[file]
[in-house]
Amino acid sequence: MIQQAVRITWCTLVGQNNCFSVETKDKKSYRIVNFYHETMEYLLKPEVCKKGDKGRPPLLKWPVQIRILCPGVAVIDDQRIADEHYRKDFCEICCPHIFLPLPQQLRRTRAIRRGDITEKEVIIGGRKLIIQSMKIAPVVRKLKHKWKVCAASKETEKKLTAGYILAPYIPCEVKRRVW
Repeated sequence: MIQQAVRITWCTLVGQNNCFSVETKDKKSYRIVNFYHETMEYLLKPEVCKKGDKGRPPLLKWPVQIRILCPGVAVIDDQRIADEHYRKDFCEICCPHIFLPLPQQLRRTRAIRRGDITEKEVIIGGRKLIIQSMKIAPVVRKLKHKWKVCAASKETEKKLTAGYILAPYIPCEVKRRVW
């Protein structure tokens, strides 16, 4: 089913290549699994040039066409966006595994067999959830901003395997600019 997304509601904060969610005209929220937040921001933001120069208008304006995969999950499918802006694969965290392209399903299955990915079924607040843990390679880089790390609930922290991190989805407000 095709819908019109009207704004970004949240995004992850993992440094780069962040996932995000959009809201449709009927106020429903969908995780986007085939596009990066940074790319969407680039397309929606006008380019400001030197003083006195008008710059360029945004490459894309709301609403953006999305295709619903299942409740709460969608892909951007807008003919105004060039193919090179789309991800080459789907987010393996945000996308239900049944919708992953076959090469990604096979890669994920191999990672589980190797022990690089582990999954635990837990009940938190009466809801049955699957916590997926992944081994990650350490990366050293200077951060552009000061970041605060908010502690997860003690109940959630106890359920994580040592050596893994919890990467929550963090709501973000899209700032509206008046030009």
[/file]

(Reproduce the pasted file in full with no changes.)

[in-house]
Amino acid sequence: MIQQAVRITWCTLVGQNNCFSVETKDKKSYRIVNFYHETMEYLLKPEVCKKGDKGRPPLLKWPVQIRILCPGVAVIDDQRIADEHYRKDFCEICCPHIFLPLPQQLRRTRAIRRGDITEKEVIIGGRKLIIQSMKIAPVVRKLKHKWKVCAASKETEKKLTAGYILAPYIPCEVKRRVW
Repeated sequence: MIQQAVRITWCTLVGQNNCFSVETKDKKSYRIVNFYHETMEYLLKPEVCKKGDKGRPPLLKWPVQIRILCPGVAVIDDQRIADEHYRKDFCEICCPHIFLPLPQQLRRTRAIRRGDITEKEVIIGGRKLIIQSMKIAPVVRKLKHKWKVCAASKETEKKLTAGYILAPYIPCEVKRRVW
């Protein structure tokens, strides 16, 4: 089913290549699994040039066409966006595994067999959830901003395997600019 997304509601904060969610005209929220937040921001933001120069208008304006995969999950499918802006694969965290392209399903299955990915079924607040843990390679880089790390609930922290991190989805407000 095709819908019109009207704004970004949240995004992850993992440094780069962040996932995000959009809201449709009927106020429903969908995780986007085939596009990066940074790319969407680039397309929606006008380019400001030197003083006195008008710059360029945004490459894309709301609403953006999305295709619903299942409740709460969608892909951007807008003919105004060039193919090179789309991800080459789907987010393996945000996308239900049944919708992953076959090469990604096979890669994920191999990672589980190797022990690089582990999954635990837990009940938190009466809801049955699957916590997926992944081994990650350490990366050293200077951060552009000061970041605060908010502690997860003690109940959630106890359920994580040592050596893994919890990467929550963090709501973000899209700032509206008046030009």